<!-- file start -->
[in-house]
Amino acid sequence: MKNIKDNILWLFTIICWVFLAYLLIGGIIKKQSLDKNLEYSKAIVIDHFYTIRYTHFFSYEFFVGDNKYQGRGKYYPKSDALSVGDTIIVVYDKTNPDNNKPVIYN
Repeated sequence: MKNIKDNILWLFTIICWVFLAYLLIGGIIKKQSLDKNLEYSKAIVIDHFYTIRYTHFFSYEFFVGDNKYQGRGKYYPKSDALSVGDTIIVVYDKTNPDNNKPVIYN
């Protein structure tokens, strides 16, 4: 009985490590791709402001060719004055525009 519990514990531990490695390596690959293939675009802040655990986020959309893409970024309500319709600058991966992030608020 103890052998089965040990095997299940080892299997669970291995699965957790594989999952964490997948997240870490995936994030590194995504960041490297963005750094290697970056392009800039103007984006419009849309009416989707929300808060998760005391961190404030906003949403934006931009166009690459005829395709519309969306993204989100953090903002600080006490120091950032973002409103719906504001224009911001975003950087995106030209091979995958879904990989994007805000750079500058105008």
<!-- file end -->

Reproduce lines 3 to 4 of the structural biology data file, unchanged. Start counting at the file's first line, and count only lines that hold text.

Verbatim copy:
Repeated sequence: MKNIKDNILWLFTIICWVFLAYLLIGGIIKKQSLDKNLEYSKAIVIDHFYTIRYTHFFSYEFFVGDNKYQGRGKYYPKSDALSVGDTIIVVYDKTNPDNNKPVIYN
């Protein structure tokens, strides 16, 4: 009985490590791709402001060719004055525009 519990514990531990490695390596690959293939675009802040655990986020959309893409970024309500319709600058991966992030608020 103890052998089965040990095997299940080892299997669970291995699965957790594989999952964490997948997240870490995936994030590194995504960041490297963005750094290697970056392009800039103007984006419009849309009416989707929300808060998760005391961190404030906003949403934006931009166009690459005829395709519309969306993204989100953090903002600080006490120091950032973002409103719906504001224009911001975003950087995106030209091979995958879904990989994007805000750079500058105008």